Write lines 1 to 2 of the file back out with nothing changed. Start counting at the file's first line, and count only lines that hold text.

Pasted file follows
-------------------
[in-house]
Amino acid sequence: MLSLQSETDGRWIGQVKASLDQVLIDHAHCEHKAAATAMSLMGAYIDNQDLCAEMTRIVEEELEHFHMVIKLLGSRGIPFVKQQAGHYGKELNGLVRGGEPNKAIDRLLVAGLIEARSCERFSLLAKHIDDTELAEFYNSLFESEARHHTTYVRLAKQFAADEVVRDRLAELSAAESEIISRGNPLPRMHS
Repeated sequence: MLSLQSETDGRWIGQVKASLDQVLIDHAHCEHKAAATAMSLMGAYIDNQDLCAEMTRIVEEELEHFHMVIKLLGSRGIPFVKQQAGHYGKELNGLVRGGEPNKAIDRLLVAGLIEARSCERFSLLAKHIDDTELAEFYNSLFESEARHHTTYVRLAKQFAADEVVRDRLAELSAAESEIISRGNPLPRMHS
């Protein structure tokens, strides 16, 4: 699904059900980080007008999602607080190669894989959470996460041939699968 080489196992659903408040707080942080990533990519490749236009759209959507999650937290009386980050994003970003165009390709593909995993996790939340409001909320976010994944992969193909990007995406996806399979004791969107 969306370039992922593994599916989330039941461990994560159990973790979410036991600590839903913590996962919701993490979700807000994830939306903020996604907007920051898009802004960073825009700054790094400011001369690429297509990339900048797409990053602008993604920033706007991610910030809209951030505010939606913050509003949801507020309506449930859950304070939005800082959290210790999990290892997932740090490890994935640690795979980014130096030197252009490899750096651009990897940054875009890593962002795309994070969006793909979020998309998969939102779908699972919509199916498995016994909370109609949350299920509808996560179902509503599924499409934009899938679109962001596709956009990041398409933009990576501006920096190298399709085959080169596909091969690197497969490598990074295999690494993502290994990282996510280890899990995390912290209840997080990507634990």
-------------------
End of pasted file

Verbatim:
[in-house]
Amino acid sequence: MLSLQSETDGRWIGQVKASLDQVLIDHAHCEHKAAATAMSLMGAYIDNQDLCAEMTRIVEEELEHFHMVIKLLGSRGIPFVKQQAGHYGKELNGLVRGGEPNKAIDRLLVAGLIEARSCERFSLLAKHIDDTELAEFYNSLFESEARHHTTYVRLAKQFAADEVVRDRLAELSAAESEIISRGNPLPRMHS